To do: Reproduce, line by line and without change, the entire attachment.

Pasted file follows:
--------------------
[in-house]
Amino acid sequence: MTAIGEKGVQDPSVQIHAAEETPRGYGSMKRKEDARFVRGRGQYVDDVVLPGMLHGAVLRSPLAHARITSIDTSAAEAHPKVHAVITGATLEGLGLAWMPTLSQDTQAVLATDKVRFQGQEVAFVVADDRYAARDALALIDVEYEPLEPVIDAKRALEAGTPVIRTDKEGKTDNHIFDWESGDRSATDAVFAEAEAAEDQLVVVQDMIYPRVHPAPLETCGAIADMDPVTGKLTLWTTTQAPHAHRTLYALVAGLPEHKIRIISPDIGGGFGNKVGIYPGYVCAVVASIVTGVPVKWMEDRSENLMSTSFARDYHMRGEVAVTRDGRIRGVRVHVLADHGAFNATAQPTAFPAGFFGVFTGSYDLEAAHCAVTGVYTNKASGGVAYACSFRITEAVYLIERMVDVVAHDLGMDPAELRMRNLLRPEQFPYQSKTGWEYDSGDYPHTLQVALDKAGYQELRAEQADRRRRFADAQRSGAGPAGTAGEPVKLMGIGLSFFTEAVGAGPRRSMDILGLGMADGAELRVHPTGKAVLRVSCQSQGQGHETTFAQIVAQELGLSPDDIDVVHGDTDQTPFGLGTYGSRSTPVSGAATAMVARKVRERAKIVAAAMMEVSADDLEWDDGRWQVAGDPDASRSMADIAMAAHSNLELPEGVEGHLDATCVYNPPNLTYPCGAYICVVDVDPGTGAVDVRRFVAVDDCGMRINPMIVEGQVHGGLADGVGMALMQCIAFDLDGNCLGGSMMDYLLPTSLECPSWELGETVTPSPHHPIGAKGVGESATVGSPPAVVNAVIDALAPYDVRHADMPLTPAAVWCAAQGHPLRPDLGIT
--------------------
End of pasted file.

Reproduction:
[in-house]
Amino acid sequence: MTAIGEKGVQDPSVQIHAAEETPRGYGSMKRKEDARFVRGRGQYVDDVVLPGMLHGAVLRSPLAHARITSIDTSAAEAHPKVHAVITGATLEGLGLAWMPTLSQDTQAVLATDKVRFQGQEVAFVVADDRYAARDALALIDVEYEPLEPVIDAKRALEAGTPVIRTDKEGKTDNHIFDWESGDRSATDAVFAEAEAAEDQLVVVQDMIYPRVHPAPLETCGAIADMDPVTGKLTLWTTTQAPHAHRTLYALVAGLPEHKIRIISPDIGGGFGNKVGIYPGYVCAVVASIVTGVPVKWMEDRSENLMSTSFARDYHMRGEVAVTRDGRIRGVRVHVLADHGAFNATAQPTAFPAGFFGVFTGSYDLEAAHCAVTGVYTNKASGGVAYACSFRITEAVYLIERMVDVVAHDLGMDPAELRMRNLLRPEQFPYQSKTGWEYDSGDYPHTLQVALDKAGYQELRAEQADRRRRFADAQRSGAGPAGTAGEPVKLMGIGLSFFTEAVGAGPRRSMDILGLGMADGAELRVHPTGKAVLRVSCQSQGQGHETTFAQIVAQELGLSPDDIDVVHGDTDQTPFGLGTYGSRSTPVSGAATAMVARKVRERAKIVAAAMMEVSADDLEWDDGRWQVAGDPDASRSMADIAMAAHSNLELPEGVEGHLDATCVYNPPNLTYPCGAYICVVDVDPGTGAVDVRRFVAVDDCGMRINPMIVEGQVHGGLADGVGMALMQCIAFDLDGNCLGGSMMDYLLPTSLECPSWELGETVTPSPHHPIGAKGVGESATVGSPPAVVNAVIDALAPYDVRHADMPLTPAAVWCAAQGHPLRPDLGIT